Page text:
- by Always Art Staff
As an artist, it is important to strike a professional tone when communicating with collectors. Your relationship with collectors is important for your career progression, and how you behave will help build your reputation and your work. Many artists find it intimidating to engage with collectors early in their careers, but there are some best practices to keep in mind to ensure you develop strong professional relationships and a healthy network.
Remember that your engagement with collectors is a business relationship. Therefore, collectors expect you, as the artist, to interact professionally. Treat collectors with respect and be polite and prompt in your responses when they are via email or phone. If you are exchanging emails, ensure your grammar is accurate and use spell check. Avoid using slang or casual text you would send to your friends and family. Strike the tone you would in the workplace and reference our email best practices for more tips about written communication.
Be clear and concise
When communicating with collectors, be clear and concise in your messages. This will show that you respect their time and energy, and you should assume that whoever is reading your message has limited time on their hands. This means that you should avoid over-sharing (plus, it’s not professional) and make sure to clearly state the main points. Use bullets to convey a list of details to avoid getting your information lost in rambling paragraphs.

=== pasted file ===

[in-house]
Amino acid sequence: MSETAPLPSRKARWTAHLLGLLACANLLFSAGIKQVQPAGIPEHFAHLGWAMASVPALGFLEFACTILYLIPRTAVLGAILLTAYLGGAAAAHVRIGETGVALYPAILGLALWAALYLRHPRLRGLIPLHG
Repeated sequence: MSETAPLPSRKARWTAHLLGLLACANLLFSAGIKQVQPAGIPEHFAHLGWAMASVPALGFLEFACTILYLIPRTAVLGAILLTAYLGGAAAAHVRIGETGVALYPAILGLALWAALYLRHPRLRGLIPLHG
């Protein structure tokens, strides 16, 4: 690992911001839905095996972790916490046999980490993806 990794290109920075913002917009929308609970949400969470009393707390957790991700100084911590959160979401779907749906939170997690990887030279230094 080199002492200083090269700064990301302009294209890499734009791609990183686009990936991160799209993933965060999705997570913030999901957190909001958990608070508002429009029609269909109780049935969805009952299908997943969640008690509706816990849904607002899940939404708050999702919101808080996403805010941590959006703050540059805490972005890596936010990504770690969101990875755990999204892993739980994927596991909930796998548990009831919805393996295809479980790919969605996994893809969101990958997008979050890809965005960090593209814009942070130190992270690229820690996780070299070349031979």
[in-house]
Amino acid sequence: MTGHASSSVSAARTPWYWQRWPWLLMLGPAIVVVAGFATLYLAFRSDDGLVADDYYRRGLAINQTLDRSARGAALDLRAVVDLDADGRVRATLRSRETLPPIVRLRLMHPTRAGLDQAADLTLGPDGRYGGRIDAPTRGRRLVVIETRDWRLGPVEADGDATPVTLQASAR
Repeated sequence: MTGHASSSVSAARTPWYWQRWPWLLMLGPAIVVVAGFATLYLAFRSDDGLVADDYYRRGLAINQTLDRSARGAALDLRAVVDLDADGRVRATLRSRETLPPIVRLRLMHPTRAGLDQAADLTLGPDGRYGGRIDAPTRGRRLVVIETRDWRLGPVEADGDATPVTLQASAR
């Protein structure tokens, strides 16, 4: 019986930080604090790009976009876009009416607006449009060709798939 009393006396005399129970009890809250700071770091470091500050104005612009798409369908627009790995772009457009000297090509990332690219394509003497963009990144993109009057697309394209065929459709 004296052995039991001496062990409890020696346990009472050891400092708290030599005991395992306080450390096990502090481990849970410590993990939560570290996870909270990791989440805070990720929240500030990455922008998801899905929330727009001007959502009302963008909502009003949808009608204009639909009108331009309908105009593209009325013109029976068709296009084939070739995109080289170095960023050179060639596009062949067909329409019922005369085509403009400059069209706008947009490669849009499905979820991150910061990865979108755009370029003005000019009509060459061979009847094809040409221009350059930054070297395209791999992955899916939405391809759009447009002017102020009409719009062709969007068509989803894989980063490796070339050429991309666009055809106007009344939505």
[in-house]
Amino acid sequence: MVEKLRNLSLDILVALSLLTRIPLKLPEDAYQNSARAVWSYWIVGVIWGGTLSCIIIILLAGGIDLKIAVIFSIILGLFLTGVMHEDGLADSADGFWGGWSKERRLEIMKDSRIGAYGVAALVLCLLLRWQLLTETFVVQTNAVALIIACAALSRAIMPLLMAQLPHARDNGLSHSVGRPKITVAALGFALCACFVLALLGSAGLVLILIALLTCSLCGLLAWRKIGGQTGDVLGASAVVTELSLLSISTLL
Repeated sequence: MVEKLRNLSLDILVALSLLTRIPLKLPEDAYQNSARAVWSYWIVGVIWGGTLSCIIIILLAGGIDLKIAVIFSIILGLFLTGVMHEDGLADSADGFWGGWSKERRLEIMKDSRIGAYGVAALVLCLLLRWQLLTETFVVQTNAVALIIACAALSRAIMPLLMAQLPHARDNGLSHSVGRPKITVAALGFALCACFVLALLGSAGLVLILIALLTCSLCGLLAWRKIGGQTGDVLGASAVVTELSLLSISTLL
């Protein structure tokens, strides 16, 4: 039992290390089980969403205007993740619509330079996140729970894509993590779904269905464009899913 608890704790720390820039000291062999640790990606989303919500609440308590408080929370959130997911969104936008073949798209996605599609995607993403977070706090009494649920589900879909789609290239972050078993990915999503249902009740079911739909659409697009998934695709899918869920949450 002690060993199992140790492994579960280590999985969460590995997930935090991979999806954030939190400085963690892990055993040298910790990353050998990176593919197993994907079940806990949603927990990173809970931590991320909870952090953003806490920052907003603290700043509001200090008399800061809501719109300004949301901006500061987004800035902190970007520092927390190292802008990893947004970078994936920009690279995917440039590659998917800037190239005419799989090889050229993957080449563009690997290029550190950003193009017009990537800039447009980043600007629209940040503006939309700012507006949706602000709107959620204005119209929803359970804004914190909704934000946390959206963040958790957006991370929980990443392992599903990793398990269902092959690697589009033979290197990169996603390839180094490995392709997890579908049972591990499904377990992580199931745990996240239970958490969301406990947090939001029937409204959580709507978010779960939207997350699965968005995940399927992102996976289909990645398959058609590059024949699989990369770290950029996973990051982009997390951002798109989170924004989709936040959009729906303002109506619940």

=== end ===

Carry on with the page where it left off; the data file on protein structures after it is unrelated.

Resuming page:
Provide information about your work
Offer enough information to keep the collector engaged. When a collector buys a piece of your work, they invest in you, so they want to know about your interests, process, points of inspiration, and material choices. Share images and brief statements or content to help them understand your work and practice. Of course, send them any specific details they may ask for regarding size, medium, etc.
Be honest about your prices
Many artists find pricing to be an awkward subject, which is understandable. But when a collector asks about the price of your artwork, be honest and transparent. It is more uncomfortable to avoid the topic or make up fake prices that you think they will prefer. Stand your ground, provide a clear price list, and avoid haggling or negotiating too much. This can get messy, set up uncomfortable relationships, and lead you to undervalue your work.
With any communication, following up with your messages when you don’t hear back is essential. Don’t take it too personally if someone forgets to respond to you; remember that everyone is busy and managing a full inbox. But, if you don’t hear back after your conversation or a sale, make sure to reach out to show that you value their opinion, the relationship, and the potential to stay in touch long-term. Always express gratitude, offer value, and express a point. This can even be a simple update on your newest work that you want to share with them.
Respect their privacy
When you form relationships with collectors, don’t spread their personal information to the public. In your conversations or sales, they may share personal information like their address or phone number. But be sure that you respect their privacy and professional boundaries by only using that information to contact them about information related to your sales and artwork, and don’t send their contact info to every artist you know.
As you build your network, it’s important to keep thorough records so that you can keep track of all sales you make, who you share information with, and who you know. It will be embarrassing if you seem to forget your conversations or repeat yourself often in your communication. Keeping a document or log will help you maintain organized professionalism and enable you to cite your agreements if there are any disagreements or miscommunications.